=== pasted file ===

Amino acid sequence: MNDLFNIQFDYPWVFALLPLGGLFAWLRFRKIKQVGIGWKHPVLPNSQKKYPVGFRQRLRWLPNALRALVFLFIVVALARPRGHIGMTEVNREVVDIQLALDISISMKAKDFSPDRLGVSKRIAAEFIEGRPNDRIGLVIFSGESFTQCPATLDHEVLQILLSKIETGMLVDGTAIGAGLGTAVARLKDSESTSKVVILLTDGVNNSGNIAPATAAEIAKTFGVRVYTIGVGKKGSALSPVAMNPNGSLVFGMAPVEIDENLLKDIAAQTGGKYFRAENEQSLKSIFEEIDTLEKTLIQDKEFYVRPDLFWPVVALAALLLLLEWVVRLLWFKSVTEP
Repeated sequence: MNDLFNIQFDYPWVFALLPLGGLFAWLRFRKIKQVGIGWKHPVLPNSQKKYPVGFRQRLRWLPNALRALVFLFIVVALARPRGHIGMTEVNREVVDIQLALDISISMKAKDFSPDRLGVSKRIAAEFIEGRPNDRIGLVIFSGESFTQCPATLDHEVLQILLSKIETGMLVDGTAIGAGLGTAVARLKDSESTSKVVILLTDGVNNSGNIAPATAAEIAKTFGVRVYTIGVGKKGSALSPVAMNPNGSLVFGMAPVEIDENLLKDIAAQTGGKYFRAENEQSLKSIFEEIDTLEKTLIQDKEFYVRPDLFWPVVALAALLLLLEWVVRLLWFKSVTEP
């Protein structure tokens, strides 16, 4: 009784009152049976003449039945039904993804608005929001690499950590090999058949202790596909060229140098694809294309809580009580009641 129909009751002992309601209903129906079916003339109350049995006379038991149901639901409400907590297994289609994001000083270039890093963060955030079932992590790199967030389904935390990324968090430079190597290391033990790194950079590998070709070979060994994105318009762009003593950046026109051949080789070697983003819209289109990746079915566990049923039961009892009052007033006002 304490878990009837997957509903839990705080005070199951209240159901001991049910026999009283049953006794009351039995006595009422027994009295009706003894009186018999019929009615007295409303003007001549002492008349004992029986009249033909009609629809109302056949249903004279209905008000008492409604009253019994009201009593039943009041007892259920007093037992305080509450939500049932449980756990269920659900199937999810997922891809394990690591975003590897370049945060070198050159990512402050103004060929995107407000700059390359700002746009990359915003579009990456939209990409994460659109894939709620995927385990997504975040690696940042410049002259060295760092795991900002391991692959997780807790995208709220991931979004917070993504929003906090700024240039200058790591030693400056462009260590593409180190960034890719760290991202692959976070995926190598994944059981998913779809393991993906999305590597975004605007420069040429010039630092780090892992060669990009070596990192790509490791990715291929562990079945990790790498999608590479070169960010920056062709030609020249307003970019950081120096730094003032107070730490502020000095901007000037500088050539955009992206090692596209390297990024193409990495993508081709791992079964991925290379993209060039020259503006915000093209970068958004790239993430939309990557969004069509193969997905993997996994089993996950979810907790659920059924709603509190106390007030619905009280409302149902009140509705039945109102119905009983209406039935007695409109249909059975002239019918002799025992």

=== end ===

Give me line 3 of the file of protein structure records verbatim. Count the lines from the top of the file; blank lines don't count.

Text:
């Protein structure tokens, strides 16, 4: 009784009152049976003449039945039904993804608005929001690499950590090999058949202790596909060229140098694809294309809580009580009641 129909009751002992309601209903129906079916003339109350049995006379038991149901639901409400907590297994289609994001000083270039890093963060955030079932992590790199967030389904935390990324968090430079190597290391033990790194950079590998070709070979060994994105318009762009003593950046026109051949080789070697983003819209289109990746079915566990049923039961009892009052007033006002 304490878990009837997957509903839990705080005070199951209240159901001991049910026999009283049953006794009351039995006595009422027994009295009706003894009186018999019929009615007295409303003007001549002492008349004992029986009249033909009609629809109302056949249903004279209905008000008492409604009253019994009201009593039943009041007892259920007093037992305080509450939500049932449980756990269920659900199937999810997922891809394990690591975003590897370049945060070198050159990512402050103004060929995107407000700059390359700002746009990359915003579009990456939209990409994460659109894939709620995927385990997504975040690696940042410049002259060295760092795991900002391991692959997780807790995208709220991931979004917070993504929003906090700024240039200058790591030693400056462009260590593409180190960034890719760290991202692959976070995926190598994944059981998913779809393991993906999305590597975004605007420069040429010039630092780090892992060669990009070596990192790509490791990715291929562990079945990790790498999608590479070169960010920056062709030609020249307003970019950081120096730094003032107070730490502020000095901007000037500088050539955009992206090692596209390297990024193409990495993508081709791992079964991925290379993209060039020259503006915000093209970068958004790239993430939309990557969004069509193969997905993997996994089993996950979810907790659920059924709603509190106390007030619905009280409302149902009140509705039945109102119905009983209406039935007695409109249909059975002239019918002799025992």